The Forgotten Gems of My Childhood

So, it’s my birthday and I’ve been a nerd for a long time. As a result some of the shows and movies I loved as a child have been forgotten. Some have aged well, some…haven’t. Here’s a few you may have heard of and some you should check out.


the storyteller

This 1987 British television series comes from a strong pedigree. It’s written by Oscar winning director Anthony Minghella and featured characters created by Jim Henson. Every episode included the titular Storyteller, played by John Hurt, and his talking dog, telling a story based on European myths (and Ancient Greek myths in the second season). If you’re a fan of Hurt, Henson creations and fairy tales that skew into the darker tones then this is still work checking out.



Coming from a French and Japanese collaboration, this animated series was a sci-fi retelling of Homer’s The Odyssey. Ulysses, captain of the starship Odyssey, angers the gods when he kills a Cyclops to protect a group of children and is forced to travel the universe without navigation until he finds the Kingdom of Hades, all the while his crew will remain frozen. Along the way Ulysses, his son and an alien girl encounter sci-fi reimaginings of many Greek myths, which he mostly battles with his laser blaster/lightsaber. It hasn’t aged especially well, but has some staying power for it’s cool design and theme music.



Certainly well remembered by people who grow up in the 1980s, but not often seen by new viewers, The Last Starfighter is a classic of 80s family entertainment. We follow the journey of Alex, a teenager living in a trailer park who passes the time playing an arcade game called ‘Starfighter’. As fate would have it this game was actually a training system for an alien army engaged in a war. Having mastered the game Alex gets recruited to fly in the fleet and becomes part of an epic space battle. Notable for being an early example of CGI being used in film and the android replicant scaring the piss out of me during it’s transformation.



Amid TransformersMASK and Captain Planet there was a Saturday Morning Cartoon that challenged young viewers by including a serialised story which required us to follow it week to week. It was a mash-up of space-opera and Spaghetti Westerns, decades before Firefly, and followed a group of law enforcing Rangers on the frontier planets, each with their own special skills and abilities. It was a cool show with interesting characters showing a unique style.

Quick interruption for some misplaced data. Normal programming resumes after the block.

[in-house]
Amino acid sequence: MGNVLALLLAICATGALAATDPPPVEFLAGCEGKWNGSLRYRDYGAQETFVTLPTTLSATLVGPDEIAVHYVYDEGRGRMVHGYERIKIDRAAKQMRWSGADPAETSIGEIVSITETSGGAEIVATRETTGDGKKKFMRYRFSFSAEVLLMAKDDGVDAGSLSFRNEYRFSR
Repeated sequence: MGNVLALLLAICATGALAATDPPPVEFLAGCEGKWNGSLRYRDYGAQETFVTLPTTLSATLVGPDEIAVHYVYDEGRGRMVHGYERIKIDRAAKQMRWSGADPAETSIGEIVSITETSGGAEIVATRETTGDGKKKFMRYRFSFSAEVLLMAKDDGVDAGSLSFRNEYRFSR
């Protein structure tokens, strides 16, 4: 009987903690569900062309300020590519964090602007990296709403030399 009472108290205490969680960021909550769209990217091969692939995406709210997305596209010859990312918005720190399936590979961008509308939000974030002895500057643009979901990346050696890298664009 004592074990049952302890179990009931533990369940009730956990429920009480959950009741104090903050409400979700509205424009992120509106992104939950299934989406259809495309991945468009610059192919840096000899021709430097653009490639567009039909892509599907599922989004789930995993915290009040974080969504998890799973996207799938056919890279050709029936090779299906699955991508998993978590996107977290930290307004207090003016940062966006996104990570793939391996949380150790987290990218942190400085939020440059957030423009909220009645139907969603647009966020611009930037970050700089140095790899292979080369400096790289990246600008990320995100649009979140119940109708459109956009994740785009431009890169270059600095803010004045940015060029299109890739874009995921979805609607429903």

Based on one of my favourite board games (better known to the non-USA world as ‘Cluedo’), which has since been replaced by the far more challenging Mystery Express and reversal Kill Doctor Lucky, this movie is a comedic delight that I watched whenever I was home sick from school. A group of strangers meet, using aliases including Madam Scarlet, Col. Mustard, Professor Plum and Mrs. Peacock, at an old mansion. Here they are confronted by Mister Body. Their host reveals that he has been been blackmailing each of them and, when the lights cut out, someone murders him. What follows is a comedy of errors starring Tim Curry, Christopher Lloyd, Madeline Kahn and Michael McKean. On odd bit of trivia is that the movie was shipped to cinemas with one of three different endings, all of which are available on DVD and will play at random.



Given the interest in TV sci-fi and reboots from the 1980s and Young Adult dystopia fiction it’s surprising that The Tripods hasn’t been tapped into for a remake. Based on a series of YA novels The Tripods is set in a future Britain where the human population has been enslaved by Tripods and society has been regressed to a pastoral economy. Initially the alien masters are unseen, the world being watched over by giant, mechanical machines which mind control people from age 14 onwards via ‘Caps’. Disney currently own the rights, it’ll be interesting to see this revisited.



Although a box office bomb, this loooooong awaited sequel to The Wizard of Oz proved to dark and disturbing for family audiences. It did garner a cult following which has diminished in recent years. If you haven’t seen it, check it out because it’s something of an unintentional gothic classic. Dorothy Gale, now played by a young Fairuza Balk (the crazy one from The Craft), is taken in for electro-shock therapy because she keeps talking about Oz. In the midst of the ‘treatment’ a storm hits and Dorothy is transported back to Oz where she finds the Emerald City is ruins and over-run with the horrible ‘Wheelies’. From there it’s all headless witches and screaming severed heads, furniture brought to life to create abominations, the terrifying Gnome King and some creepy stop-motion effects.



Ok, technically this is currently being remade for Netflix but it looks like a poor imitation. And it can’t be remade, most of the charm comes from the no-budget special effects work and irrepressible enthusiasm of the cast. This is a Japenese show telling the story of Journey to the West, a classic of Chinese culture, which caught on in a big way in Australia. The awesomely dubbed English language version was rerun on Australian TV for YEARS.



D&D is enjoying a resurgence in popularity following Stranger Things so perhaps this show can get some attention. Heck, it made by Marvel Productions, maybe they can join the MCU. I’ve started playing D&D myself this year and, yeah, it’s damn good fun. This show introduces us to a group of teens and kids who go on the ‘Dungeons & Dragons’ ride at the fair only to find themselves transported the fantasy world, assigned classes and a magical weapon each and tasked with finding their way home. With help from The Dungeon Master they do battle with the impressively awesome villains Venger, Force of Evil, and the six headed dragon Tiamat. If you want something retro, this is worth the time.